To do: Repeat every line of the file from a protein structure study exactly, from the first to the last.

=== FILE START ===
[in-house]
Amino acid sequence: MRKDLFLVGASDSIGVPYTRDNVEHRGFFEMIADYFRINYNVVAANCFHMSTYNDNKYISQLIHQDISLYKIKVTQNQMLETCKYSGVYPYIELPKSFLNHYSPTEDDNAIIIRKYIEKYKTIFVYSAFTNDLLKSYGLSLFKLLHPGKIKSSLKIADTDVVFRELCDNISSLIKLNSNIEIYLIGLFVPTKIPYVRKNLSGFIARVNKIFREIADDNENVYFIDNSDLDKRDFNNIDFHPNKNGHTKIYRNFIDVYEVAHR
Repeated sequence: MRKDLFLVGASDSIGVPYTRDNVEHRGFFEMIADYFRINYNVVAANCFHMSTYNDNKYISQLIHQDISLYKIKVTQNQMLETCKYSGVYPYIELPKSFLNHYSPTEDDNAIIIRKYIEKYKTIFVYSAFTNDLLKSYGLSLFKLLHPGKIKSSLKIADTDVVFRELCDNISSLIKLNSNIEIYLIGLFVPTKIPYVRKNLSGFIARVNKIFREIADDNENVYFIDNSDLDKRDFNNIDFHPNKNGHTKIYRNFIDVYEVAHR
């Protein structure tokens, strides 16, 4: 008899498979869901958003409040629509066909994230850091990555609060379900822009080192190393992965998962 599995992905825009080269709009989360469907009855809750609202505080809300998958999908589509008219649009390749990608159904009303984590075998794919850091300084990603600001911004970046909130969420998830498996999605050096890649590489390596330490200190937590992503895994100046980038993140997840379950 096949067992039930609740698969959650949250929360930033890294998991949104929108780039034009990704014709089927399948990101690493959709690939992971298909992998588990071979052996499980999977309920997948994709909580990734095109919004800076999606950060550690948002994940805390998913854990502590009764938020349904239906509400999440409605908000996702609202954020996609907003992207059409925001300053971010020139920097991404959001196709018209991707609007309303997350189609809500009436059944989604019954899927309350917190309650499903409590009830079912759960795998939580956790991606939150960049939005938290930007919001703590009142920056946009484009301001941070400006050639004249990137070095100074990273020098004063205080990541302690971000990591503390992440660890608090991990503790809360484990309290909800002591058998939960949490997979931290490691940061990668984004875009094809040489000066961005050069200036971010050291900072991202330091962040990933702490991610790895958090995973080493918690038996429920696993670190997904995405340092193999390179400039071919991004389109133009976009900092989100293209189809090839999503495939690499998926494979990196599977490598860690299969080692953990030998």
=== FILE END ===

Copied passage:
[in-house]
Amino acid sequence: MRKDLFLVGASDSIGVPYTRDNVEHRGFFEMIADYFRINYNVVAANCFHMSTYNDNKYISQLIHQDISLYKIKVTQNQMLETCKYSGVYPYIELPKSFLNHYSPTEDDNAIIIRKYIEKYKTIFVYSAFTNDLLKSYGLSLFKLLHPGKIKSSLKIADTDVVFRELCDNISSLIKLNSNIEIYLIGLFVPTKIPYVRKNLSGFIARVNKIFREIADDNENVYFIDNSDLDKRDFNNIDFHPNKNGHTKIYRNFIDVYEVAHR
Repeated sequence: MRKDLFLVGASDSIGVPYTRDNVEHRGFFEMIADYFRINYNVVAANCFHMSTYNDNKYISQLIHQDISLYKIKVTQNQMLETCKYSGVYPYIELPKSFLNHYSPTEDDNAIIIRKYIEKYKTIFVYSAFTNDLLKSYGLSLFKLLHPGKIKSSLKIADTDVVFRELCDNISSLIKLNSNIEIYLIGLFVPTKIPYVRKNLSGFIARVNKIFREIADDNENVYFIDNSDLDKRDFNNIDFHPNKNGHTKIYRNFIDVYEVAHR
């Protein structure tokens, strides 16, 4: 008899498979869901958003409040629509066909994230850091990555609060379900822009080192190393992965998962 599995992905825009080269709009989360469907009855809750609202505080809300998958999908589509008219649009390749990608159904009303984590075998794919850091300084990603600001911004970046909130969420998830498996999605050096890649590489390596330490200190937590992503895994100046980038993140997840379950 096949067992039930609740698969959650949250929360930033890294998991949104929108780039034009990704014709089927399948990101690493959709690939992971298909992998588990071979052996499980999977309920997948994709909580990734095109919004800076999606950060550690948002994940805390998913854990502590009764938020349904239906509400999440409605908000996702609202954020996609907003992207059409925001300053971010020139920097991404959001196709018209991707609007309303997350189609809500009436059944989604019954899927309350917190309650499903409590009830079912759960795998939580956790991606939150960049939005938290930007919001703590009142920056946009484009301001941070400006050639004249990137070095100074990273020098004063205080990541302690971000990591503390992440660890608090991990503790809360484990309290909800002591058998939960949490997979931290490691940061990668984004875009094809040489000066961005050069200036971010050291900072991202330091962040990933702490991610790895958090995973080493918690038996429920696993670190997904995405340092193999390179400039071919991004389109133009976009900092989100293209189809090839999503495939690499998926494979990196599977490598860690299969080692953990030998």